Dismissals are great, but the exception, not the rule.
We love dismissals and not guilty verdicts on our DUI cases! They make both us, and our clients very happy. However, these are more than the exception than the the rule. We have found most Washington state law enforcement officers to be well trained on how to conduct a lawful DUI arrest. However, they are all human and make mistakes. Thus, cases can be dismissed for a variety of reasons. Maybe there was not probable cause for police officer to stop you. Maybe there was not probable cause to arrest. We will talk to you about what happened on the night of arrest and review the police officer's report to see if there is anything that would require the judge to dismiss the case against you.
In the rare event that a case is dismissed, it is often because the police officer did something seriously wrong, like pull over a vehicle with a lawful reason. Washington state DUIs are not like traffic infractions, they do not get dismissed for very minor technicalities.
When there is a legal problem with the case the prosecutor will often make an offer to reduce to the charges from DUI to something else, such as reckless or negligent driving first degree. As the client you then have a difficult decision to make. Should you take the offer and minimize the risk? Or should you gamble and go to legal motions and hope that the judge agrees that the case should be dismissed? The hard part is that if you don't take the offer and the case is not dismissed by a judge at legal motions, the prosecutor generally takes the offer away and you are more likely to face a DUI conviction. As your lawyer, we will help you make this hard decision of whether to take the offer, fight the case in court.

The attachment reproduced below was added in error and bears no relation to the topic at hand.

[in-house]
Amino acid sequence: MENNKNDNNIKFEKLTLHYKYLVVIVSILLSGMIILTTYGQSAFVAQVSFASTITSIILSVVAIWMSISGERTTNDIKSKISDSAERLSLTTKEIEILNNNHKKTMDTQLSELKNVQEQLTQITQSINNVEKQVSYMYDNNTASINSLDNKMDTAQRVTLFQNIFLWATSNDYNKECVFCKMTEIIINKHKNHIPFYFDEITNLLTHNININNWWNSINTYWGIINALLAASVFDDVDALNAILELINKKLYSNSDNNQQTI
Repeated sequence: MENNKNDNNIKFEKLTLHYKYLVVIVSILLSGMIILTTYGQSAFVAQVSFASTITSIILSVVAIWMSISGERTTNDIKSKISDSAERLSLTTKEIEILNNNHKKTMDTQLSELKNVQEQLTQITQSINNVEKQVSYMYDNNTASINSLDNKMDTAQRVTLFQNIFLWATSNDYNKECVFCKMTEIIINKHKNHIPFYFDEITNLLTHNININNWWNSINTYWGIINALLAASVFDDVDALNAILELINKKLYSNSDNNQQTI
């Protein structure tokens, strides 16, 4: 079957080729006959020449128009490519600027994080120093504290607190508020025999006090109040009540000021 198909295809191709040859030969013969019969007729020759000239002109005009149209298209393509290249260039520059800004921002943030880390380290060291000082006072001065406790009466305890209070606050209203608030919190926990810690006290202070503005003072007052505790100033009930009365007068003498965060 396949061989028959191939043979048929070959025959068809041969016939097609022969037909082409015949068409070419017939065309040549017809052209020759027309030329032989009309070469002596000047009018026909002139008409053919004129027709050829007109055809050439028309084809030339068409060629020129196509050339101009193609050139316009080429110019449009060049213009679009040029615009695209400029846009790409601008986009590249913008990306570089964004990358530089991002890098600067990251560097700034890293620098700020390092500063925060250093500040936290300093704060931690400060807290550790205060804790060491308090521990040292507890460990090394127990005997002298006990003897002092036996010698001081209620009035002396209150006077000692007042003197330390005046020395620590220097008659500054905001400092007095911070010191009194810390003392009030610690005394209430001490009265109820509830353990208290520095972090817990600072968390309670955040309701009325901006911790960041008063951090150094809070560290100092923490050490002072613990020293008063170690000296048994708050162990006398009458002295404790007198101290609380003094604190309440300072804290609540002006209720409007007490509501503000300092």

Not Guilty - the best two words in the English Language.
Not guilty verdicts are also wonderful - the are what keep us coming back to trial. They happen after the DUI judge or jury trial because the government has not been able to prove the case beyond a reasonable doubt. For a not guilty verdict to occur, either six members of a jury must find you not guilty, or the judge must find you not guilty. We have found that if a prosecutor believes that there is reasonable chance that you will be found not guilty, the prosecutor will make an offer to reduce the charges to reckless or negligent driving first degree. Again, you will have to make that hard decision about whether or not to take that offer, or roll the dice and go to trial. Yes, we will also help you make that decision and give you our opinion.